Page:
During its May 22 meeting, Liberty Hill City Council approved a $55,800 contract for the replacement of a part essential to the daily function of the city’s wastewater treatment plant.

Called a programmable logic controller, or PLC, the part is an electrical device used to manage various stages of water and wastewater treatment with little to no human intervention. PLCs can complete tasks such as turning pumps on and off to fill tanks and reservoirs, and pacing chemicals to meet regulations, according to the Cybersecurity and Infrastructure Security Agency.

Zooming in

Officials said the infrastructure needs to be replaced because the technology is outdated and no longer able to be supported. The PLC at Liberty Hill’s wastewater treatment plant was installed in 2009, and the typical shelf life for this type of equipment is about 15 years.

A failure of this equipment would also result in a loss of communication with the entire wastewater collection system, according to city documents. The equipment is no longer being manufactured and cannot be replaced with a like item.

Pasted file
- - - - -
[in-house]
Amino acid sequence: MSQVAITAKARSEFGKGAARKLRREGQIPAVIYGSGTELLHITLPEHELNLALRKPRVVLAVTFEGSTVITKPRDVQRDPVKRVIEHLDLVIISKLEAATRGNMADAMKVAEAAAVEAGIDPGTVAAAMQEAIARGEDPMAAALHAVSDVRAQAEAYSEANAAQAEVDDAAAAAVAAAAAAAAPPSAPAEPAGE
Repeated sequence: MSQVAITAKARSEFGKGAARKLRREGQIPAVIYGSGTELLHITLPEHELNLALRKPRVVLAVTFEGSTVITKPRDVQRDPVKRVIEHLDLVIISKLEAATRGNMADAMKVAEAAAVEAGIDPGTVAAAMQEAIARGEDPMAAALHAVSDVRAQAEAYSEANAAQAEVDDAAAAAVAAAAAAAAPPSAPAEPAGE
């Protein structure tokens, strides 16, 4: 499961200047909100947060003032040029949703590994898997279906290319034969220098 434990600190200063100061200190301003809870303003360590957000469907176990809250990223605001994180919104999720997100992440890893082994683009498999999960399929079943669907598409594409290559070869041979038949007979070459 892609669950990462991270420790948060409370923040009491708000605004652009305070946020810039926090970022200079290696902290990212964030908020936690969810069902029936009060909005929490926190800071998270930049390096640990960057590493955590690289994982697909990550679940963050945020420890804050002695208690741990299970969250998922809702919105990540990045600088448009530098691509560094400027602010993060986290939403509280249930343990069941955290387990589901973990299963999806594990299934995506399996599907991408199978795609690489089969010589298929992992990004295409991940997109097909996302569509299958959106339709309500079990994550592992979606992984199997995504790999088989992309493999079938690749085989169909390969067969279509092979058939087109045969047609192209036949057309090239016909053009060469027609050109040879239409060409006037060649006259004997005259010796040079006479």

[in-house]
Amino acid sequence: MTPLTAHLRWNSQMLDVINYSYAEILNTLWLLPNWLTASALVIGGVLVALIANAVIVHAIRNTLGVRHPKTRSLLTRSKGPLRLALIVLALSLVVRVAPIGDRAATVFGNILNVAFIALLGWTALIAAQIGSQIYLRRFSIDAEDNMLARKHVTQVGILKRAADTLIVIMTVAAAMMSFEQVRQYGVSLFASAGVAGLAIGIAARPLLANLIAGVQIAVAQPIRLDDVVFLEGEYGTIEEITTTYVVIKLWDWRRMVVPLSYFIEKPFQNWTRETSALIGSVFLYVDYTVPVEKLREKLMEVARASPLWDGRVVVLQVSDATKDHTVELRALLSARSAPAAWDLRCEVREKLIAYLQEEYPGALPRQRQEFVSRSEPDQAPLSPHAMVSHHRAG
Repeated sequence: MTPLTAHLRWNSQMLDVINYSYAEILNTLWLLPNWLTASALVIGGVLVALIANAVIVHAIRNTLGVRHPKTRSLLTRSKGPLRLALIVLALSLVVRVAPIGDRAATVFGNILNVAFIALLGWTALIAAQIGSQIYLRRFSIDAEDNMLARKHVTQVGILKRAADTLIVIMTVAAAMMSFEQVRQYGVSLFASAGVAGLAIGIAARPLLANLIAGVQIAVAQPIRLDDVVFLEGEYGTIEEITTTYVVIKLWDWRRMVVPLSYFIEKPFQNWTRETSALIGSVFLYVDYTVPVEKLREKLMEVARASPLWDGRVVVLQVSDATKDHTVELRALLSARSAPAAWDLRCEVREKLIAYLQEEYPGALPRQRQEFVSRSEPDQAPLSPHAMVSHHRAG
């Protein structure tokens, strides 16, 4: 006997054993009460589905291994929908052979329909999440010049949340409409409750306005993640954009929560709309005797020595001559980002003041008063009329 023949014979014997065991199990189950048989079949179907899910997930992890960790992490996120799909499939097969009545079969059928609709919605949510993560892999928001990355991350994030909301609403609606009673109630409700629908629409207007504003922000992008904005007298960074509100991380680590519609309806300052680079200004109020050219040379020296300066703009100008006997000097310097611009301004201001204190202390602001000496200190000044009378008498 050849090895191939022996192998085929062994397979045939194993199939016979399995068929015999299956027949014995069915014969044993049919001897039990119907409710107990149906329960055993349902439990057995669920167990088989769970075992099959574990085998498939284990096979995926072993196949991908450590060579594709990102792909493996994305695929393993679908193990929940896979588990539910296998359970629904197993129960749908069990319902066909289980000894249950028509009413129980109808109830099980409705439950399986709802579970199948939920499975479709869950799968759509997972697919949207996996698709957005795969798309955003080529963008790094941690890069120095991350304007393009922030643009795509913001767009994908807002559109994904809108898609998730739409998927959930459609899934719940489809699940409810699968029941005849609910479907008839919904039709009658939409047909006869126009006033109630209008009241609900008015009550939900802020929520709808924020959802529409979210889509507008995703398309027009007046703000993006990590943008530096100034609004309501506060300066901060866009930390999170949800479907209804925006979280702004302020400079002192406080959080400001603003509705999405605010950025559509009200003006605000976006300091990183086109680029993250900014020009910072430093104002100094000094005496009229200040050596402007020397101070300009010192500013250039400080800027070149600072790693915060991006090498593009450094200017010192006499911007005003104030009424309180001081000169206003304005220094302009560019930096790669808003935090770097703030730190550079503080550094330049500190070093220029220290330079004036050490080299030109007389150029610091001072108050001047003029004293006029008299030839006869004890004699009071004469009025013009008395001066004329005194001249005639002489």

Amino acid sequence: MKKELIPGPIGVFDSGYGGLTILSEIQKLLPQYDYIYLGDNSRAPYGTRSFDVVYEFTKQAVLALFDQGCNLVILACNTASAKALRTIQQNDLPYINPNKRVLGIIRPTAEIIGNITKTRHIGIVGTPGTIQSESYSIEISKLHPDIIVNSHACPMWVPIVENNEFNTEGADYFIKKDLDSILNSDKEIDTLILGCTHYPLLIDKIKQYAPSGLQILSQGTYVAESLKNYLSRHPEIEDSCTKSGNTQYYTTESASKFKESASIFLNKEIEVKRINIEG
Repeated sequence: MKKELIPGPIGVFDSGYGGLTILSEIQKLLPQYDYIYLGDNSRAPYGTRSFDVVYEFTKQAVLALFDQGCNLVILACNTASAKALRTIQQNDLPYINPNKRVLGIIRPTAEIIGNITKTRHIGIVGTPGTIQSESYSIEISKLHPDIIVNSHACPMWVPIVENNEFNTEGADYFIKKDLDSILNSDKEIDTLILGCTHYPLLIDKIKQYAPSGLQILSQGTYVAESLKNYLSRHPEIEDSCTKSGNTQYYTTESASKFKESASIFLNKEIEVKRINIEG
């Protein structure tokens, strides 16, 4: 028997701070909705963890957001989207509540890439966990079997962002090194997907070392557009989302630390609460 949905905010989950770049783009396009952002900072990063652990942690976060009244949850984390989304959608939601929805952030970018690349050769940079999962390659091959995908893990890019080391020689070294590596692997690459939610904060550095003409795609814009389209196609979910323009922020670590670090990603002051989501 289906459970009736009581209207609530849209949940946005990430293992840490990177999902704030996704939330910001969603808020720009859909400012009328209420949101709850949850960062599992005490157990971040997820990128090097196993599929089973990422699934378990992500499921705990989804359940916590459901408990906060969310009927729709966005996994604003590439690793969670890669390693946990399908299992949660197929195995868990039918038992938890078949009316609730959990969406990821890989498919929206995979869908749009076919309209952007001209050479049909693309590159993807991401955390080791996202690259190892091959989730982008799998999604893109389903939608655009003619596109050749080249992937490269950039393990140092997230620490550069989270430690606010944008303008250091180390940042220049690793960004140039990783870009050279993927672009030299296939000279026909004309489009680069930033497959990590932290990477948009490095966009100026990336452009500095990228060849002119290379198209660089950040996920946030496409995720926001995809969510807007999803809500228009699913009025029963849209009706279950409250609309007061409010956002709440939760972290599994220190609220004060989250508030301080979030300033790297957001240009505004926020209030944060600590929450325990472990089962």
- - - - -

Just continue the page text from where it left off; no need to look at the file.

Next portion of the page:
“If it fails, I cannot replace it at all,” said Dewey Pierce, the supervisory control and data acquisition technician for the city’s wastewater treatment plant. “It will result in wastewater going to 24/7 operations.”

Pierce said the replacement has all upgraded software and will be supported for the foreseeable future.

What experts are saying

“This is a long time in the running here—one of our critical pieces of infrastructure is desperately needing to be replaced,” Pierce said.

A quick note

The PLC was originally slated to be replaced through another project. However, Pierce said it would be more cost effective for the city to pay for it separately rather than going through multiple contractors. This method saves the city $80,000.